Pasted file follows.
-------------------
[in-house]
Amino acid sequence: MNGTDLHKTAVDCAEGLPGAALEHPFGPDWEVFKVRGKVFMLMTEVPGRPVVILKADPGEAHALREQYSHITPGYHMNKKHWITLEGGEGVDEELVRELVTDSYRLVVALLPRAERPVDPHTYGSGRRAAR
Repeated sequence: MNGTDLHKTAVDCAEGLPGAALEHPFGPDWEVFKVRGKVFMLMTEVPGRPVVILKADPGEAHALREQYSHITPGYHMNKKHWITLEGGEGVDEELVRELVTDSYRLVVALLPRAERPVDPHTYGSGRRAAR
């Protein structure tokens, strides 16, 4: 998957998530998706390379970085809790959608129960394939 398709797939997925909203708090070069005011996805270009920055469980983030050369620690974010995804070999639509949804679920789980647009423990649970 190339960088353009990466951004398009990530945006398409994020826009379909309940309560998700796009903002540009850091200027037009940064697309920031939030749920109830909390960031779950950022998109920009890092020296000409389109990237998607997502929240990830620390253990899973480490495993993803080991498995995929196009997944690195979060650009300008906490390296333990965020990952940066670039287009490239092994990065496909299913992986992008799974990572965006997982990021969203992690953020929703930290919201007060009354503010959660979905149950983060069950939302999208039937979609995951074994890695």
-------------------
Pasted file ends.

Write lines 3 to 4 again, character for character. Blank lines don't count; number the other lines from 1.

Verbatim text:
Repeated sequence: MNGTDLHKTAVDCAEGLPGAALEHPFGPDWEVFKVRGKVFMLMTEVPGRPVVILKADPGEAHALREQYSHITPGYHMNKKHWITLEGGEGVDEELVRELVTDSYRLVVALLPRAERPVDPHTYGSGRRAAR
């Protein structure tokens, strides 16, 4: 998957998530998706390379970085809790959608129960394939 398709797939997925909203708090070069005011996805270009920055469980983030050369620690974010995804070999639509949804679920789980647009423990649970 190339960088353009990466951004398009990530945006398409994020826009379909309940309560998700796009903002540009850091200027037009940064697309920031939030749920109830909390960031779950950022998109920009890092020296000409389109990237998607997502929240990830620390253990899973480490495993993803080991498995995929196009997944690195979060650009300008906490390296333990965020990952940066670039287009490239092994990065496909299913992986992008799974990572965006997982990021969203992690953020929703930290919201007060009354503010959660979905149950983060069950939302999208039937979609995951074994890695």